• Time Value: The extrinsic value of an option is based upon the amount of days till expiration. The more time there is before expirtion the higher the time value and thus the more expensive the premium.
  • Bid: The bid price represents the maximum price that a buyer is willing to pay for an option and equals the premium the option writer gets.
  • Ask: The ask price represents the minimum price that a seller is willing to take for an option and equals the premium the option buyer has to pay.
  • Spread: The price difference between buyers and sellers. The smaller the spread the more efficient the market.
Strucure of an AOC option on Auctus

Long Call:

The holder of a call option buys the right (not the obligation) to purchase the underlying asset at a specified price at any time before or at expiration. The buyer of a call option expects rising prices of its underlying asset. The buyer of call option wants to see the market price of the underlying asset greater than the strike price so he/she can buy the asset cheaper and sell it on the market for profit.

The cash out profile of options is asymmetrical. That means the buyer of a call option has the theoretical chance of unlimited return while the loss is capped to the premium he paid:

Pict 1. Profit/Loss chart of 1 ETH Long Call option: AOC ETH-2500-C-23APR21–0800UTC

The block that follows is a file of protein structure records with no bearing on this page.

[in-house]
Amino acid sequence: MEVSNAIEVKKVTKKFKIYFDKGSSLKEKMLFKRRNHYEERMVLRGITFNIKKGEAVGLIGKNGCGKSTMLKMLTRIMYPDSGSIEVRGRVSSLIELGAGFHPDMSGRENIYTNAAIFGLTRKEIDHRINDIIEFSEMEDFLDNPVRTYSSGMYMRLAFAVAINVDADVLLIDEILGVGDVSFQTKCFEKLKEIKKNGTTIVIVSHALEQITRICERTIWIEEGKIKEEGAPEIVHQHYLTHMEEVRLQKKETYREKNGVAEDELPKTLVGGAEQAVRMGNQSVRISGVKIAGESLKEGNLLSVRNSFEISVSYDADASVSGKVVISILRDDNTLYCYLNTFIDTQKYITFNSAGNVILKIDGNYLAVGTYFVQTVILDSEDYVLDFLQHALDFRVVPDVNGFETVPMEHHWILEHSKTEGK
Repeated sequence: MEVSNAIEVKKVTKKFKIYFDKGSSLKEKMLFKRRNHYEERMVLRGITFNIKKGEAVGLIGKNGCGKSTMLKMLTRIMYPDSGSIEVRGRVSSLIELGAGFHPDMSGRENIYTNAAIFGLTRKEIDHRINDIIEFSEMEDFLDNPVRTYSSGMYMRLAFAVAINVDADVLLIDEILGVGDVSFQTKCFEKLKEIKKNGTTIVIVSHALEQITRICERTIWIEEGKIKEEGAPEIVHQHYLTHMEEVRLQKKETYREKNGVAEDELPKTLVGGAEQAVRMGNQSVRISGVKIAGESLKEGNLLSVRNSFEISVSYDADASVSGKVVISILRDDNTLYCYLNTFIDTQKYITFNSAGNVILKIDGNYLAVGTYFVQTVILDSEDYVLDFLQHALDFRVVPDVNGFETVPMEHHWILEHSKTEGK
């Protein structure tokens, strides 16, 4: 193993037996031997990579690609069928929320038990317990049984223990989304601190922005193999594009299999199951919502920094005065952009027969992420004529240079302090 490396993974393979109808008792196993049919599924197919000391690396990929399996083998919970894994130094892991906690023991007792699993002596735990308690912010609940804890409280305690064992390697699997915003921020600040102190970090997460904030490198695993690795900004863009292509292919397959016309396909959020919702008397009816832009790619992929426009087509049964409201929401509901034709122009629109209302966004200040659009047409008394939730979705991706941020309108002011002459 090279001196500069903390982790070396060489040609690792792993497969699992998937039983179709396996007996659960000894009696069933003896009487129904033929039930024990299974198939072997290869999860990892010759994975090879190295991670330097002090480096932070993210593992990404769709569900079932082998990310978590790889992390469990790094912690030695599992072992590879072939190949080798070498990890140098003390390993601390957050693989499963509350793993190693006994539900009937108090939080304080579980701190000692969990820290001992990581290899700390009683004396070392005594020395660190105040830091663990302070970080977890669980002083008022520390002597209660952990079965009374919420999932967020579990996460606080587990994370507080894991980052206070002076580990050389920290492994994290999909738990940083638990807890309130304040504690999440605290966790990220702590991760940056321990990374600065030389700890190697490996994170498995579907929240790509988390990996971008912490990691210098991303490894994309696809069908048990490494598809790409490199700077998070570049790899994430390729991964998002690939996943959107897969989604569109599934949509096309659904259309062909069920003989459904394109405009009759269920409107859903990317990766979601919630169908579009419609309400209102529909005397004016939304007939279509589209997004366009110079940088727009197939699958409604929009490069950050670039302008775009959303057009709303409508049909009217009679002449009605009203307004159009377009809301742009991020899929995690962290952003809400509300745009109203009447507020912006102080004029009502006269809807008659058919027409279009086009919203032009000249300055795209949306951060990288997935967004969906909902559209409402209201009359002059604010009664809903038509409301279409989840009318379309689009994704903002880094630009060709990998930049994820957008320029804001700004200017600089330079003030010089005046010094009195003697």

→ Unlimited upside + maximum risk: 134.2 USDC

Long Put:

The holder of a put-option buys the right (not the obligation) to sell the underlying asset at a specified price at any time before or at expiration. The buyer of a put-option expects falling prices of its underlying asset. The buyer of a put option wants to see the market price below the strike price so he/she can sell the asset at a higher price then he/she could on the market.

Pict 2. Profit/Loss chart of a 1 ETH Long Put option: AOC ETH-2300-P-23APR21–0800UTC

→ Maximum upside: 2300 USDC + maximum risk: 143.3 USDC

You can also sell (short) call options and put options and generate income through collecting premiums.

Short Call:

The writer of a call option has the obligation to sell the underlying asset at a specified price at any time before or at expiration, when the holder exercises the option. The writer of a Short Call option expects stagnating or slow fading prices.

Theoretically the writer of an option has unlimited risk, while the profit is capped to the premium he/she collects from the holder.

Pict 3. Profit/Loss chart of 1 ETH Short Call option: AOC ETH-2500-C-23APR21–0800UTC

→ Maximum upside: 134.2 USDC + maximum risk: unlimited

Short Put:

The writer of a put option has the obligation to buy the underlying asset at a specified price at any time before or at expiration, when the buyer exercises the option. The writer of a Short Put option expects stagnating or slow rising prices.

Pict. 4 Profit/Loss chart of 1 ETH Short Put option: AOC ETH-2800-P-23APR21–0800UTC

→ Maximum upside: 143 USDC + maximum risk: 2800 USDC

Risk in trading options

“There ain’t no such thing as a free lunch

  • Potential losses — Worthless expiry

The majority of options expire worthless. That’s why Warren Buffet for example loves selling covered call options to collect premiums while he waites for his picked stocks to hit certain price points.